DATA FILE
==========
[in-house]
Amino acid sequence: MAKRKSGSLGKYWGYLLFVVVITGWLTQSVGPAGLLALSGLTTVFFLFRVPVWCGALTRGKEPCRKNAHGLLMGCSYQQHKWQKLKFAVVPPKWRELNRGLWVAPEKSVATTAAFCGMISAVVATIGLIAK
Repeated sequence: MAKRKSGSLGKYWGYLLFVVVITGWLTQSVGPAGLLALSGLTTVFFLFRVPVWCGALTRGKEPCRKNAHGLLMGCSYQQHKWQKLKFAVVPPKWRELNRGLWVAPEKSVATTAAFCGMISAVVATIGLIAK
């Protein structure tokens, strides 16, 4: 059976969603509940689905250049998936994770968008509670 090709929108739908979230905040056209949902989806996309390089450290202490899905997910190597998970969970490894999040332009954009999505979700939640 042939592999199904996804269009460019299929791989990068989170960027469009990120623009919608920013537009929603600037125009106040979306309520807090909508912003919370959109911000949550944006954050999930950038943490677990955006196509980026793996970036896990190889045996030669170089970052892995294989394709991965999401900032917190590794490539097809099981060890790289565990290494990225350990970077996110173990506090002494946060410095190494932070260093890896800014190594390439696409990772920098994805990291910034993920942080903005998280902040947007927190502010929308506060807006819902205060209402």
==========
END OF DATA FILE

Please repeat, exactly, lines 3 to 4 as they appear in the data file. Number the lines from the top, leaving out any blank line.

Repeated sequence: MAKRKSGSLGKYWGYLLFVVVITGWLTQSVGPAGLLALSGLTTVFFLFRVPVWCGALTRGKEPCRKNAHGLLMGCSYQQHKWQKLKFAVVPPKWRELNRGLWVAPEKSVATTAAFCGMISAVVATIGLIAK
């Protein structure tokens, strides 16, 4: 059976969603509940689905250049998936994770968008509670 090709929108739908979230905040056209949902989806996309390089450290202490899905997910190597998970969970490894999040332009954009999505979700939640 042939592999199904996804269009460019299929791989990068989170960027469009990120623009919608920013537009929603600037125009106040979306309520807090909508912003919370959109911000949550944006954050999930950038943490677990955006196509980026793996970036896990190889045996030669170089970052892995294989394709991965999401900032917190590794490539097809099981060890790289565990290494990225350990970077996110173990506090002494946060410095190494932070260093890896800014190594390439696409990772920098994805990291910034993920942080903005998280902040947007927190502010929308506060807006819902205060209402």